Happy New Year! Today is the perfect time to reflect on personal goals. It’s also a great time to vow to make sure your pets don’t fall victim to creepy crawlies like fleas, ticks, and parasitic worms. Parasites can sideline your pet’s health in no time at all. And while this resolution may not be as fun as vowing to play with Fido every day or get Fluffy more catnip, it is important! A local vet offers some tips on parasite control below.
A year-round heartworm preventative and a flea-and-tick preventative should protect your animal companion from all of the common pests that are waiting outdoors. This includes, fleas, ticks, and heartworms, which are carried by mosquitos. If your pet isn’t already set up with these preventatives, contact your vet right away.
Taking the time to brush your pet on a regular basis is very important. Fido may not love baths, but they do help! Plus, this is a great way for you to check your furry pal’s coat and skin for fleas and ticks. Even if your pet has a short coat of fur and doesn’t require much grooming, you can run a flea comb through the coat to check for tiny brown or black specks. (That would be flea feces.) If you find anything, call your vet’s office to find out how to proceed.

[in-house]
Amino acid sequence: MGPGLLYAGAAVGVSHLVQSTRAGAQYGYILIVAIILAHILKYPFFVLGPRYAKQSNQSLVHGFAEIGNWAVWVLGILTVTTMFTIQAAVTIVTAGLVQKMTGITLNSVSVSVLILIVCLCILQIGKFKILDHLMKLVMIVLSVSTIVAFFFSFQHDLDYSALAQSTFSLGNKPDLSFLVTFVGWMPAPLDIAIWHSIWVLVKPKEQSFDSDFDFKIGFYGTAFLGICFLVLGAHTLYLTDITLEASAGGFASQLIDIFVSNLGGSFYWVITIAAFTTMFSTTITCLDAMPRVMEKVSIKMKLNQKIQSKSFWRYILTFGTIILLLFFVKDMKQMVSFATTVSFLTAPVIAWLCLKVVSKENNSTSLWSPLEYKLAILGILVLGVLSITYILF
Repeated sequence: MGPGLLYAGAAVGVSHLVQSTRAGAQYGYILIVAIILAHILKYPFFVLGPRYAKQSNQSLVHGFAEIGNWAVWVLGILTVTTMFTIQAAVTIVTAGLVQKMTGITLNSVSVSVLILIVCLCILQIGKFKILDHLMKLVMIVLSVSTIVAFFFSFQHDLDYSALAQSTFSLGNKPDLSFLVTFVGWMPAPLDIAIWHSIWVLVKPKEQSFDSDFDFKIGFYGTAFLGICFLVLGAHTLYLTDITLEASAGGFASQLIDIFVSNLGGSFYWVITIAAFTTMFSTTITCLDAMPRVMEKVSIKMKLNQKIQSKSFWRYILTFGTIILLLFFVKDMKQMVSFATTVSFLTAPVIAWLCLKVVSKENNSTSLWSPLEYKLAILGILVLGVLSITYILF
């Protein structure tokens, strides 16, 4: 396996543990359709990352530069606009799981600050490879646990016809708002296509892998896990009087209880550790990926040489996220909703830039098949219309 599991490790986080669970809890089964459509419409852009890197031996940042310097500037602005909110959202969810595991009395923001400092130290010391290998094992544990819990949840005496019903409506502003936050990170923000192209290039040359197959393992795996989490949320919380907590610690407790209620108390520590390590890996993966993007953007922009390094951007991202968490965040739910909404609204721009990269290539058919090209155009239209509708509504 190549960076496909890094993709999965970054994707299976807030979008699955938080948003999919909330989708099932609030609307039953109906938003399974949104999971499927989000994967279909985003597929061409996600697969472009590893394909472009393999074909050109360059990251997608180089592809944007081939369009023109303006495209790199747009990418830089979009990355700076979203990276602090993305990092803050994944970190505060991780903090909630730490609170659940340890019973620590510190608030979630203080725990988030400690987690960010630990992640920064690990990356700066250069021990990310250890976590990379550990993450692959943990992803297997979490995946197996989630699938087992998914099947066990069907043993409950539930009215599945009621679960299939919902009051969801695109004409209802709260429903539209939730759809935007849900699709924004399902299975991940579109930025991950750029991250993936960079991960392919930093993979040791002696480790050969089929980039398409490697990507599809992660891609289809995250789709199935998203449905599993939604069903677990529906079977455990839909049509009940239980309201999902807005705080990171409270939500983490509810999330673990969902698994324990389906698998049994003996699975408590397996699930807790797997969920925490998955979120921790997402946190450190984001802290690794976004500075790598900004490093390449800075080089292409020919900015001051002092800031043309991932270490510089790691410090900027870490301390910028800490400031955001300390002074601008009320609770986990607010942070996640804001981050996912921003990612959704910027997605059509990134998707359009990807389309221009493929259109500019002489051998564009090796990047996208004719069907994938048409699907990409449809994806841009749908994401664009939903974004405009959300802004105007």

Use a sealant foam to block off any small holes or cracks in your home’s siding or foundation. Unwanted guests can easily slip in through these openings and latch on to unsuspecting pets–or even people–inside.
Pests are often attracted to dense brush and tall, unkempt grasses because these areas give them places to lurk. Go around your house and trim back thick shrubbery and lengthy grass so you don’t inadvertently give pests a home. This is going to be especially important if this vegetation is touching your home itself. You might be giving outdoor pests an open invitation into your living room!
Another thing that will help? Just keeping things clean, both indoors and outside. Vacuum and disinfect inside your home regularly, and toss your pet’s bedding in the washing machine every now and then. Outdoors, get rid of any garbage or leftover food that could attract pests. Remove any sources of standing water—birdfeeders, empty flower pots, old tires—that mosquitoes could use to breed.
Does your pet need pest-control medications? Want to learn more about keeping your four-legged friend safe and sound? Call your local vet’s office to speak with the professionals.